The Rasmussen poll was at once a turning point in terms of harnessing support for Brown, but at the same time, a wake-up call for the Coakley campaign.
Much has been made of Coakley’s gaffes, and there were plenty. From the snide comment about shaking hands in the cold outside Fenway Park, to the ill-timed lobbyist fundraiser in Washington, D.C., and subsequent scuffle with a reporter, Coakley defined herself as an elitist insider.
Coakley also did herself no favor by refusing to debate Brown one-on-one. By insisting on the participation of independent candidate Joe Kennedy at every debate, Coakley perpetuated her perceived sense of entitlement.
The spat with Curt Schilling not only infuriated Red Sox fans, but also painted Coakley as a petty politician. Do we really expect a senator to put someone down by calling them a Yankees fan? Coakley was running for the Senate, not third-grade lunch monitor.
None of these missteps, however, were sufficient for Brown’s victory. The missteps were a reaction to the late realization that Brown had the momentum and that Coakley was ill-equipped, both temperamentally and in campaign organization, to mount a counter-offensive in the last 10 days of the campaign.
The last-minute negative attacks by Coakley epitomized a campaign in disarray. The television ads regarding the “morning-after” pill were transparent scare tactics on an issue not central to the debate. The now-notorious rape mailer was offensive and almost certainly did more harm than good. The related quip that people who did not want to give out the morning-after pill for religious reasons should not work in emergency rooms exhibited a shocking political tone-deafness.
Other Democrats exacerbated these gaffes by floating the idea that they might delay seating Brown should he win in order to pass the health care bill. This possibility infuriated voters and contributed to the view that Coakley merely was part of a political machine. President Obama’s swipe at Brown’s truck perpetuated the view that Brown was a man of the people.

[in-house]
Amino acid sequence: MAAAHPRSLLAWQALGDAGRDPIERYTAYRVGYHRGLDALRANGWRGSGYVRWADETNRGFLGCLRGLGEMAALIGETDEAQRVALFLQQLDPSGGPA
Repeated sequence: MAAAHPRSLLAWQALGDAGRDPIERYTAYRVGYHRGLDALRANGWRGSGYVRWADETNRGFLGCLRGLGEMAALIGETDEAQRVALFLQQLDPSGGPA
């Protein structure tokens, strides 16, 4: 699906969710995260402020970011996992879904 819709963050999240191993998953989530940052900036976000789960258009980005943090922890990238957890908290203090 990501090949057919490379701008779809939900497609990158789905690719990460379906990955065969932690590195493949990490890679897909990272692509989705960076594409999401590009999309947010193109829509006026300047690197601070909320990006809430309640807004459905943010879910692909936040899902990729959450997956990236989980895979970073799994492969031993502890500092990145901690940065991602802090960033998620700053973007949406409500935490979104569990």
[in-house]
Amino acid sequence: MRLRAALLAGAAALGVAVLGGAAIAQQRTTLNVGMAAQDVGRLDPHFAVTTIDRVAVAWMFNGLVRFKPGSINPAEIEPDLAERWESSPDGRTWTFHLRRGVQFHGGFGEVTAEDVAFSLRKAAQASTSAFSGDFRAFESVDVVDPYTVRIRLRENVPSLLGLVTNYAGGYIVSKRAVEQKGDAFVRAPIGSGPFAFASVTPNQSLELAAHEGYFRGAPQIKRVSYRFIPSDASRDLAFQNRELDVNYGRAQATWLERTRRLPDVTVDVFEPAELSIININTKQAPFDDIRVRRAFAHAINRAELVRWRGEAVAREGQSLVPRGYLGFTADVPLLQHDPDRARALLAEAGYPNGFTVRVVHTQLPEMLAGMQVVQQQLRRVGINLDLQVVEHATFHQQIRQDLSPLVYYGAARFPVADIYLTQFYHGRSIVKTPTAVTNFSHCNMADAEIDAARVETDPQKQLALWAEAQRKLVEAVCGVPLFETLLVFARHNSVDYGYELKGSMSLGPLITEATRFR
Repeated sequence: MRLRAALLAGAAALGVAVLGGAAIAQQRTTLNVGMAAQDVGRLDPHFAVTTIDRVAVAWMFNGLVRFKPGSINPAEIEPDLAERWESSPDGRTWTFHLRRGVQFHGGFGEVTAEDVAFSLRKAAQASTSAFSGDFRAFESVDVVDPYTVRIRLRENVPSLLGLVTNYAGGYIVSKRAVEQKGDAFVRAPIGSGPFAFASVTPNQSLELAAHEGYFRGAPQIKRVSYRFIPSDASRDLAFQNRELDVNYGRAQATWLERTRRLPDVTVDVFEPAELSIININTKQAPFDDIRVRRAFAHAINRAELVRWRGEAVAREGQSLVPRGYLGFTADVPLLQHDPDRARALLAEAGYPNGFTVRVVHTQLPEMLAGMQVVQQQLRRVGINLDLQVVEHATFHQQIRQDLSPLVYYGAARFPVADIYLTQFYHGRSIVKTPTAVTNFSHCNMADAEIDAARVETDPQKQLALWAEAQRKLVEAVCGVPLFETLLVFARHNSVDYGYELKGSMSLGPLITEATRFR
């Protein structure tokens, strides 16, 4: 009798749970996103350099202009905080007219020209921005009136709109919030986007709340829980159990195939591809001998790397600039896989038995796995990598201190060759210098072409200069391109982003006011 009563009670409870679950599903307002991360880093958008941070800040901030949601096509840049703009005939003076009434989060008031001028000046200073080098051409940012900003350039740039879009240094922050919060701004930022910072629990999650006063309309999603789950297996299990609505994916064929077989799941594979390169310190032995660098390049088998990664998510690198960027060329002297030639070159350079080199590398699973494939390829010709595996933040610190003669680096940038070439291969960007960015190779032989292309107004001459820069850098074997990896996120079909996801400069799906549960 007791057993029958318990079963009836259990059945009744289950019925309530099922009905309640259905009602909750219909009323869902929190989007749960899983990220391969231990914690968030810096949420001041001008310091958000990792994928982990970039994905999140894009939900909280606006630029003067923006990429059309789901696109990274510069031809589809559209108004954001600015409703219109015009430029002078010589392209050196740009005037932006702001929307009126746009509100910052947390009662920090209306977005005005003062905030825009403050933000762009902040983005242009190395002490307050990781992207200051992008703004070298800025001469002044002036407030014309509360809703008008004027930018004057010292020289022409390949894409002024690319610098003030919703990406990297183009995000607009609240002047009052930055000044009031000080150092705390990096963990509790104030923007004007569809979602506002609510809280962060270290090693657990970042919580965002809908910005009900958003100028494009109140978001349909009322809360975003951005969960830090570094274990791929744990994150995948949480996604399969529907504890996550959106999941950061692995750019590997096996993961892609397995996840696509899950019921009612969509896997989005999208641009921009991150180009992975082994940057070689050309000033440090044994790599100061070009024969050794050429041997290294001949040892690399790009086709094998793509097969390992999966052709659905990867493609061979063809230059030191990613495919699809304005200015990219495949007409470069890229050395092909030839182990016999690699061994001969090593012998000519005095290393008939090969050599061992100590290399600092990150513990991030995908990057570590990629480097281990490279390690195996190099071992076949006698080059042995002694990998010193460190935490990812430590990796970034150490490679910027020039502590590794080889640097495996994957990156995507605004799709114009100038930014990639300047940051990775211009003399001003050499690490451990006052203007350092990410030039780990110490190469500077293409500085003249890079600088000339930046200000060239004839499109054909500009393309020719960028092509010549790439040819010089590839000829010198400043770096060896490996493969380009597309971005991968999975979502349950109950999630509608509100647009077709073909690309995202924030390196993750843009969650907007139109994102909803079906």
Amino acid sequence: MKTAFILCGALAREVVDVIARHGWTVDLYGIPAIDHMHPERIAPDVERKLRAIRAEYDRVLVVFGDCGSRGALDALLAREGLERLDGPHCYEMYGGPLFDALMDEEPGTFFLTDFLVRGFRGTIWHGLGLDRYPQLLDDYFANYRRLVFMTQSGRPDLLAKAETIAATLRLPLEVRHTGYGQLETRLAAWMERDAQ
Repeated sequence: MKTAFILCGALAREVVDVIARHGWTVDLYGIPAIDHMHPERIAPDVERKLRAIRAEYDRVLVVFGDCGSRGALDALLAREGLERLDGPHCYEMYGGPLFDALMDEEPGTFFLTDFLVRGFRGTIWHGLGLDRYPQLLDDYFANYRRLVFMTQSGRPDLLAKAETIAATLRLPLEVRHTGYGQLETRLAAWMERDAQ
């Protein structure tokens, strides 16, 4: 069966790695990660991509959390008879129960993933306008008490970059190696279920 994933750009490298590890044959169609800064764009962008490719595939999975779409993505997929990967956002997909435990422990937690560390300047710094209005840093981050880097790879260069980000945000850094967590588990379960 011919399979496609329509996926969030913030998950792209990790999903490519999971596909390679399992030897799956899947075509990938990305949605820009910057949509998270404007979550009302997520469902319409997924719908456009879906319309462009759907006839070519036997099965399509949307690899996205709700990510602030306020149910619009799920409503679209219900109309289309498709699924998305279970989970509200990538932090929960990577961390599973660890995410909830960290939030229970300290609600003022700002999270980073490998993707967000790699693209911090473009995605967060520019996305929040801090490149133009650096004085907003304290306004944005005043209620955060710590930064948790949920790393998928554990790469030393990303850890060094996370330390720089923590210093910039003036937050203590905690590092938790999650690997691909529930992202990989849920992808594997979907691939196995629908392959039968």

These missteps by Coakley, and Brown’s adroit campaign, were necessary but not sufficient factors in Brown’s victory. Starting with the JFK video, Brown alone successfully established a sense of history in his campaign, much as Barack Obama had in his presidential run.
Brown Seizes History
By the time of the only televised debate on January 11, the country was gripped with interest in the race. Still over a week out from the election, either side could win, and conventional wisdom still made Coakley the clear favorite.
But Brown had his moment in history. David Gergen, echoing a Coakley campaign theme, aggressively pressed Brown over his opposition to Democratic health care proposals, and whether Brown was worthy of the “Kennedy seat.” Brown’s response — that it was not the Kennedy seat or the Democrat’s seat, but “the people’s seat” — was the defining moment of the campaign.
In that moment, Brown created a sense of history and claimed it as his own. The line reminded me of John Kennedy’s inaugural speech, in which Kennedy spoke of the torch being passed to a new generation of Americans. And that new generation was embodied by Scott Brown, not Martha Coakley.
Looking back at this incredible campaign, it is clear that a lot of things had to fall into place for Scott Brown to win. The fact that the pieces came together for Brown was no mere accident.
Brown seized the moment, and thereby changed the course of history.